The little man sat back in his chair, put his feet up, and lit a cigarette, blowing tiny smoke rings at the ceiling. Normally, I would tell him to put out the cigarette because my editor’s office is of the no smoking variety, but I had done plenty of illegal shit in the past few weeks so I let him slide. He was wearing a little elf outfit, the pointy shoes, the pointy hat, the little green jacket festooned with bells and ribbons, even the striped tights that couldn’t have been comfortable around his nuts.
“So, what have you found out?” I asked impatiently.
The little man was looking nowhere in particular, watching a little gray ring dance through the air until it blew apart.
“Which part do you want first?” he asked. “The good part, or the really good part?”
I couldn’t help but rub my hands together menacingly and let out a maniacal laugh. Hiring him had turned out to be lucrative; considering I had hired many past mistakes, this elf had made me quite insane with holiday glee. When you are an editor for a less-than-reputable newspaper you’ve got to take chances to get readers roped into the gimmick. I had already taken a loan out to keep the paper going and was eying my son’s college fund, but I didn’t want to go there. I hired the midget in desperation and it was working out splendidly.
“I spent a week watching Chett bang young women on his couch and floor,” the elf said. “It took me a week to find out he had erectile dysfunction, probably why he got divorced? Or maybe it was because he was plowing those barely legals.” The little man shrugged. “Either way,” and the elf took a bottle of pills from his pocket and threw it on my table, “the man needs dick pills.”
There, on the front of the pill bottle, was Chett’s name clear as a crystal. My heart leapt. What a ruse, I thought. I could picture this little man standing in actor Chett Munrow’s front yard dressed as an elf, blending in with Chett’s manger scene, until nightfall when he struck out with a camera and invaded Chett’s life. I could imagine all the good stuff he got into in a week’s time. Barely legal girls was a good start, boner pills were even better, but the elf said there was even better news.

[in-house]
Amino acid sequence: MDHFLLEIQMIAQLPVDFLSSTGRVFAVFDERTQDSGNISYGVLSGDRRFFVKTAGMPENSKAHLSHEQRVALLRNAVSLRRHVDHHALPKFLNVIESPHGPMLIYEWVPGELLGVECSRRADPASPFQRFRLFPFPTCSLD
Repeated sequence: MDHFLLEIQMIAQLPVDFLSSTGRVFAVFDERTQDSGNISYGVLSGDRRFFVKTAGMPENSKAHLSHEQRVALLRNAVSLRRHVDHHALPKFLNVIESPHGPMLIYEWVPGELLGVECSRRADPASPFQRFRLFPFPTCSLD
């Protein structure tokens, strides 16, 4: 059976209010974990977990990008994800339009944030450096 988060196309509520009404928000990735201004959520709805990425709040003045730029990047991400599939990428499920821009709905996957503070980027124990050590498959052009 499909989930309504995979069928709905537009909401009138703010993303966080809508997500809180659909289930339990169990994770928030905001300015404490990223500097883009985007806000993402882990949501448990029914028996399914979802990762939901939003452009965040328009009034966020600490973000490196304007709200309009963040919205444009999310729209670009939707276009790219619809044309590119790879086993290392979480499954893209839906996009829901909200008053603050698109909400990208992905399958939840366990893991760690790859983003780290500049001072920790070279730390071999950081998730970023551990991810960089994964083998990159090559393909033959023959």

“Alright, this is great stuff,” I said. “Now, what about the really good part you were talking about?”
The elf blew another smoke ring, put out his cigarette in a plant on my desk, lit another cigarette, then took out his cell phone, opened it, and handed it to me. I recoiled in horror.
“Christ, man, what the hell is this?!” I cried, rising from my desk, throwing the cell phone down.
The elf smiled, “That’s what he does Saturday nights when he has the house to himself.” I could tell the elf was a little shaky, but his job was done, he would never have to go back to Chett’s house for me. This was more than enough.
I was breathing heavy from excitement, maybe from fear. “You don’t need to go back, you will get your check in the mail,” I said. I looked at the picture again and suddenly my fear changed to fantasy as I realized the best lead I’ve ever received in my professional career was given to me by an elf.
“Here’s the thing,” the elf said, motioning carelessly with his smoking hand toward the window. “My girlfriend is in the car and she is in a lot of pain, she’s gonna have some serious medical bills, so I’m gonna need more money. A lot more money.”
I looked at him with a furious countenance. “Are you extorting me? Why don’t I just kick your little ass and take your cell phone? It has the picture I need. I could just hang you from my window as a martyr.”
“Hey, hey, hey,” the elf said. “Don’t be hostile. I’m only lamenting my future risk at releasing these photos. Chett Munrow is gonna be looking for the guy who ruined his life, and when he finds me he’s not going to give me a kiss.”
I put the cell phone down agreeing with him by default. I knew he was right. “You have me by the balls here,” I said.
“I know,” the elf said and put a slip of paper on my desk. “That’s my price there, I’d like to see it in a week.” He got up from his seat, collected his cell phone, went to the door and added, “The police would hate to find out the editor of a newspaper they’re not very fond of was illegally hiring midgets dressed as elves to snoop around people’s houses … and keep in mind how much I like to talk.” He smiled a toothy little smile. “Shut my mouth with money and I’ll send you your pictures.”
I nodded and put up my hand, waved him out. I had precious few moments to consider my kid’s college fund before the bank closed. I wasn’t a gambling man necessarily, but I was willing to wager these photos would see a renewed interest in the city’s most hated newspaper. I shook off the thought of my son’s future and called the bank to transfer some funds. Though, it was hard to talk to the teller without thinking about Chett Murow dressed as his ex-wife, slashing a young woman’s throat in his basement. The multitude of purses and shoes on ledges in the photo led me to wonder how far he had taken his Saturday night hobby.